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Rapid laccolith intrusion driven by explosive volcanic eruption

Research output: Contribution to Journal/MagazineJournal articlepeer-review

  • Jonathan Castro
  • Benoit Cordonnier
  • C. Ian Schipper
  • Hugh Tuffen
  • Tobias Baumann
  • Yves Feisel
Article number13585
<mark>Journal publication date</mark>23/11/2016
<mark>Journal</mark>Nature Communications
Number of pages7
Publication StatusPublished
<mark>Original language</mark>English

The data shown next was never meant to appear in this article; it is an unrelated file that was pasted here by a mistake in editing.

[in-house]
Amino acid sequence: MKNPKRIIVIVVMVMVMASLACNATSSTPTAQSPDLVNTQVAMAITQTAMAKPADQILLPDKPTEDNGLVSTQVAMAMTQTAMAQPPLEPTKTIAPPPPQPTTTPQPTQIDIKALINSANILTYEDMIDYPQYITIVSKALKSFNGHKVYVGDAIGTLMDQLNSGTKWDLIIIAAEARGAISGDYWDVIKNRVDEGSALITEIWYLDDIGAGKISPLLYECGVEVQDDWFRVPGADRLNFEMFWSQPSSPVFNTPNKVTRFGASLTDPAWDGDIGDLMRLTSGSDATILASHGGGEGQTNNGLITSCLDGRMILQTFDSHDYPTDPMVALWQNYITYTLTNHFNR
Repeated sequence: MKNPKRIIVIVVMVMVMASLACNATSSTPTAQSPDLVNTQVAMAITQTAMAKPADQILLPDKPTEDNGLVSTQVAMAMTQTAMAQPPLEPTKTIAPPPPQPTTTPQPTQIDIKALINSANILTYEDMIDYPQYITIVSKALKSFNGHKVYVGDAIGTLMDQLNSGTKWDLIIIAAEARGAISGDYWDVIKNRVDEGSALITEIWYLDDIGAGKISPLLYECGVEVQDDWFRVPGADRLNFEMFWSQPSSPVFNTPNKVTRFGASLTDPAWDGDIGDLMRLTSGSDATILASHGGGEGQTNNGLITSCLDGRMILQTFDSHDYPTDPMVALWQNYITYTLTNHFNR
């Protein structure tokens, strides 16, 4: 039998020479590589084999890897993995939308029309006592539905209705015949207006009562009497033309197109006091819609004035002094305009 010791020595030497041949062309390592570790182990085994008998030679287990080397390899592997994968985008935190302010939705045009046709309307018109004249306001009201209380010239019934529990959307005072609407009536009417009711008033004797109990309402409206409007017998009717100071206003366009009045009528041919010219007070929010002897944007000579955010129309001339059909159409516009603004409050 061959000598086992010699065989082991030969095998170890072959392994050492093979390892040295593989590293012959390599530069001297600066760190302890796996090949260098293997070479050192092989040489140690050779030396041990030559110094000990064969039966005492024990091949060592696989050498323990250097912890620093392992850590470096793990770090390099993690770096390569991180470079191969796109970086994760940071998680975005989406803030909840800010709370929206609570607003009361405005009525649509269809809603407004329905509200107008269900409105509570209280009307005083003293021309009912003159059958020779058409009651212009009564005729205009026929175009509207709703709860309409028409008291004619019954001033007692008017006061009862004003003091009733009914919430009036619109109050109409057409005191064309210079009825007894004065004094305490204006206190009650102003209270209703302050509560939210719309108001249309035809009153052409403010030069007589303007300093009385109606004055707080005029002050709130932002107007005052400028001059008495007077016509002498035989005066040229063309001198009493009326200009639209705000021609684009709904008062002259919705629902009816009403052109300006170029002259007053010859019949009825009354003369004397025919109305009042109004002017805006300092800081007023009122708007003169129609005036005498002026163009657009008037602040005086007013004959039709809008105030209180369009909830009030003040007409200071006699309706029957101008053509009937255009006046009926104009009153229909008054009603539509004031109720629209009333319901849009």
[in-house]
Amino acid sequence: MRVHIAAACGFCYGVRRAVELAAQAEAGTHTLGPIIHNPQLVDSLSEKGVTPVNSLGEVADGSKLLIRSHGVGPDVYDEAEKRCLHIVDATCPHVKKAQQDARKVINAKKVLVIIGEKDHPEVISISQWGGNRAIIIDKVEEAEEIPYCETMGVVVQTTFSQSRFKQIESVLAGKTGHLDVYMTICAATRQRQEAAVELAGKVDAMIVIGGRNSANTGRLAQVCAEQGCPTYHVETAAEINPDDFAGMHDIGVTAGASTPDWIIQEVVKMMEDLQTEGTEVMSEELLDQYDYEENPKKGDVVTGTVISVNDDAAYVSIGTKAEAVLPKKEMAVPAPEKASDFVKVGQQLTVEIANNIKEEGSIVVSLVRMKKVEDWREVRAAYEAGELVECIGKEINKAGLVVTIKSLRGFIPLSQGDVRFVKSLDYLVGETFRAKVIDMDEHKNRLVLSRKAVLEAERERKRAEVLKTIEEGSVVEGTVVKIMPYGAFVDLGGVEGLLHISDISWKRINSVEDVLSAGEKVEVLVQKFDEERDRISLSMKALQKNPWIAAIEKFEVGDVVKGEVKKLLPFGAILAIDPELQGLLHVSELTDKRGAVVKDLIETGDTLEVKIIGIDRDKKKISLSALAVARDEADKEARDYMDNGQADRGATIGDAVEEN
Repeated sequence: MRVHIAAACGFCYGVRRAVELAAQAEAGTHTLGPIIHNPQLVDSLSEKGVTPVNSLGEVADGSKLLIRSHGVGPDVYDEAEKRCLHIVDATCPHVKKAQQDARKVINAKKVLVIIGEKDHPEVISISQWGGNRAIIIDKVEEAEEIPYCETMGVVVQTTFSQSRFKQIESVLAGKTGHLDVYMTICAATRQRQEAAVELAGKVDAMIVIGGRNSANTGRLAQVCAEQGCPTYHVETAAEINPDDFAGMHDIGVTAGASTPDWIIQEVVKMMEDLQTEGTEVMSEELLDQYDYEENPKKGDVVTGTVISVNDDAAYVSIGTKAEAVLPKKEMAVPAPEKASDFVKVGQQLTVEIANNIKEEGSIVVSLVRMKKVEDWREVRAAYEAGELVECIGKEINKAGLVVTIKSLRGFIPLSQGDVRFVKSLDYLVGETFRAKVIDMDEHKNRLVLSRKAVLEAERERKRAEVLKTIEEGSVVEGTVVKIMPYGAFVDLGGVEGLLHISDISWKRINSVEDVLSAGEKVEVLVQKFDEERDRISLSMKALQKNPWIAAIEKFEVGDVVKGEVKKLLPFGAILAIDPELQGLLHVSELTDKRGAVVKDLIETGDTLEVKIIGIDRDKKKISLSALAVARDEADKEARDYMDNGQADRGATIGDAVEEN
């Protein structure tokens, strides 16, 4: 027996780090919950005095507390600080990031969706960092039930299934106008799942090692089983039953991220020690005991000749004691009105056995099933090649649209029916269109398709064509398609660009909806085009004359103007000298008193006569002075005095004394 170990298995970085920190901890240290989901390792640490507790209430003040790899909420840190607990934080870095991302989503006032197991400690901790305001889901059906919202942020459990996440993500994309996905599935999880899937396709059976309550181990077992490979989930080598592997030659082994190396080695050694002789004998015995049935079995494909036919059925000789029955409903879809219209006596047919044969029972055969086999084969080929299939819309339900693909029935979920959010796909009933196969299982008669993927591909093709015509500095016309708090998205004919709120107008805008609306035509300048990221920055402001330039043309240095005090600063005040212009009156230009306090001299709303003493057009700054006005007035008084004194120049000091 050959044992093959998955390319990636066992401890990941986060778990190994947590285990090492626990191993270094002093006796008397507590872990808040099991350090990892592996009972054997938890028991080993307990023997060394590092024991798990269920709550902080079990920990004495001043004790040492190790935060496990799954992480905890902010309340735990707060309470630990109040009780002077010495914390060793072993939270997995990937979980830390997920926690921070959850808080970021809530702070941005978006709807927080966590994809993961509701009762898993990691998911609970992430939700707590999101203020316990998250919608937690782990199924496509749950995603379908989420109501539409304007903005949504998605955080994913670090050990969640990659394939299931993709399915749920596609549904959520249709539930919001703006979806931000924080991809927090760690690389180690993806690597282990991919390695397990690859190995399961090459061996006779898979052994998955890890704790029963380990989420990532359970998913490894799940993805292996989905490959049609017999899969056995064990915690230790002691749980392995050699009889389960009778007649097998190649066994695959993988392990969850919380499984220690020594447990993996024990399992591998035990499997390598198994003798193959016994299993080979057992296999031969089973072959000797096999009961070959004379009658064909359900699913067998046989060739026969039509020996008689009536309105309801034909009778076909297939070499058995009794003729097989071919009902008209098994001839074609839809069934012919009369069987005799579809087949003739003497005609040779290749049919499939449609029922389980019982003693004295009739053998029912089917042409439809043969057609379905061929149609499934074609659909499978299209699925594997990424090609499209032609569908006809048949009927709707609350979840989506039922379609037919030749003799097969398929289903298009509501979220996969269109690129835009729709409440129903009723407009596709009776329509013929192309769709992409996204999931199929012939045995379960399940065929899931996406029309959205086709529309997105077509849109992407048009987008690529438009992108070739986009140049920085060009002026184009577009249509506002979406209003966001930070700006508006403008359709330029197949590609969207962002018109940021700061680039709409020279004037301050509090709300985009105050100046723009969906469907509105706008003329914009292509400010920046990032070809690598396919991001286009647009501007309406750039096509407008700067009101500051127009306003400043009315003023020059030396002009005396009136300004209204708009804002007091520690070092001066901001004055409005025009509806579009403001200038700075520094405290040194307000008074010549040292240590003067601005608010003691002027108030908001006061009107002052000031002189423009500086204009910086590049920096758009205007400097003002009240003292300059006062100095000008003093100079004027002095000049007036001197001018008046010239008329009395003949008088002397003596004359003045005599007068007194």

Magmatic intrusions and volcanic eruptions are intimately related phenomena. Shallow magma intrusion builds subsurface reservoirs that are drained by volcanic eruptions. Thus, the long-held view is that intrusions must precede and feed eruptions. Here we show that explosive eruptions can also cause magma intrusion. We provide an account of a rapidly emplaced laccolith during the 2011 rhyolite eruption of Cordón Caulle, Chile. Remote sensing indicates that an intrusion began after eruption onset and caused severe (>200 m) uplift over 1 month. Digital terrain models resolve a laccolith-shaped body ∼0.8 km3. Deformation and conduit flow models indicate laccolith depths of only ∼20–200 m and overpressures (∼1–10 MPa) that likely stemmed from conduit blockage. Our results show that explosive eruptions may rapidly force significant quantities of magma in the crust to build laccoliths. These iconic intrusions can thus be interpreted as eruptive features that pose unique and previously unrecognized volcanic hazards.